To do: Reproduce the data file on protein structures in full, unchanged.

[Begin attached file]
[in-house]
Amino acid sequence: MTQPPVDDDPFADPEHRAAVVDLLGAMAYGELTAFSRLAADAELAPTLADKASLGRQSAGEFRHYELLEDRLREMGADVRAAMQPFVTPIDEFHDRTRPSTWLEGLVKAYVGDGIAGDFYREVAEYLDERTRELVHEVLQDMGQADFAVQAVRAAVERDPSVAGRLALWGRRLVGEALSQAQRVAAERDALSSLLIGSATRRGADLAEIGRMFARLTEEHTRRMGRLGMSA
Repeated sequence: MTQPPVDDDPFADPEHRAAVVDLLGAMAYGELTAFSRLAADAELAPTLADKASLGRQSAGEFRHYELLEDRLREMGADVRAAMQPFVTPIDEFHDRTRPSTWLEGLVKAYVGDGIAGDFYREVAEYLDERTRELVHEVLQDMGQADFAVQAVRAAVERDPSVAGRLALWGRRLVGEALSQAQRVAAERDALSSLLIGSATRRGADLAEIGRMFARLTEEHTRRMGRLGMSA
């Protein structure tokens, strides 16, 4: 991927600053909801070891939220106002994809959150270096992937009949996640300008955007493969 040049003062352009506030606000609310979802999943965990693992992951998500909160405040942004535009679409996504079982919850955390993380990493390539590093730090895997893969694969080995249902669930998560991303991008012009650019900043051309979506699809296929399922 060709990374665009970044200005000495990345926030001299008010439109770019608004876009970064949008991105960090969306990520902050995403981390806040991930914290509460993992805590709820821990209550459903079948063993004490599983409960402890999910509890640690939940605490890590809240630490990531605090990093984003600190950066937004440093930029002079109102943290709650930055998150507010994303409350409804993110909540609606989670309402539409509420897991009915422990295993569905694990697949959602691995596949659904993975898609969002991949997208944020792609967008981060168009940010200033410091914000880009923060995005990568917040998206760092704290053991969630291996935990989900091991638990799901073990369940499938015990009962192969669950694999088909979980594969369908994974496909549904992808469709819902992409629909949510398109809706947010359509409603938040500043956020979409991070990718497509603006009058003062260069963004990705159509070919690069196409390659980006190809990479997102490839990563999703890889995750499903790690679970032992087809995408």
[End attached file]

[in-house]
Amino acid sequence: MTQPPVDDDPFADPEHRAAVVDLLGAMAYGELTAFSRLAADAELAPTLADKASLGRQSAGEFRHYELLEDRLREMGADVRAAMQPFVTPIDEFHDRTRPSTWLEGLVKAYVGDGIAGDFYREVAEYLDERTRELVHEVLQDMGQADFAVQAVRAAVERDPSVAGRLALWGRRLVGEALSQAQRVAAERDALSSLLIGSATRRGADLAEIGRMFARLTEEHTRRMGRLGMSA
Repeated sequence: MTQPPVDDDPFADPEHRAAVVDLLGAMAYGELTAFSRLAADAELAPTLADKASLGRQSAGEFRHYELLEDRLREMGADVRAAMQPFVTPIDEFHDRTRPSTWLEGLVKAYVGDGIAGDFYREVAEYLDERTRELVHEVLQDMGQADFAVQAVRAAVERDPSVAGRLALWGRRLVGEALSQAQRVAAERDALSSLLIGSATRRGADLAEIGRMFARLTEEHTRRMGRLGMSA
């Protein structure tokens, strides 16, 4: 991927600053909801070891939220106002994809959150270096992937009949996640300008955007493969 040049003062352009506030606000609310979802999943965990693992992951998500909160405040942004535009679409996504079982919850955390993380990493390539590093730090895997893969694969080995249902669930998560991303991008012009650019900043051309979506699809296929399922 060709990374665009970044200005000495990345926030001299008010439109770019608004876009970064949008991105960090969306990520902050995403981390806040991930914290509460993992805590709820821990209550459903079948063993004490599983409960402890999910509890640690939940605490890590809240630490990531605090990093984003600190950066937004440093930029002079109102943290709650930055998150507010994303409350409804993110909540609606989670309402539409509420897991009915422990295993569905694990697949959602691995596949659904993975898609969002991949997208944020792609967008981060168009940010200033410091914000880009923060995005990568917040998206760092704290053991969630291996935990989900091991638990799901073990369940499938015990009962192969669950694999088909979980594969369908994974496909549904992808469709819902992409629909949510398109809706947010359509409603938040500043956020979409991070990718497509603006009058003062260069963004990705159509070919690069196409390659980006190809990479997102490839990563999703890889995750499903790690679970032992087809995408």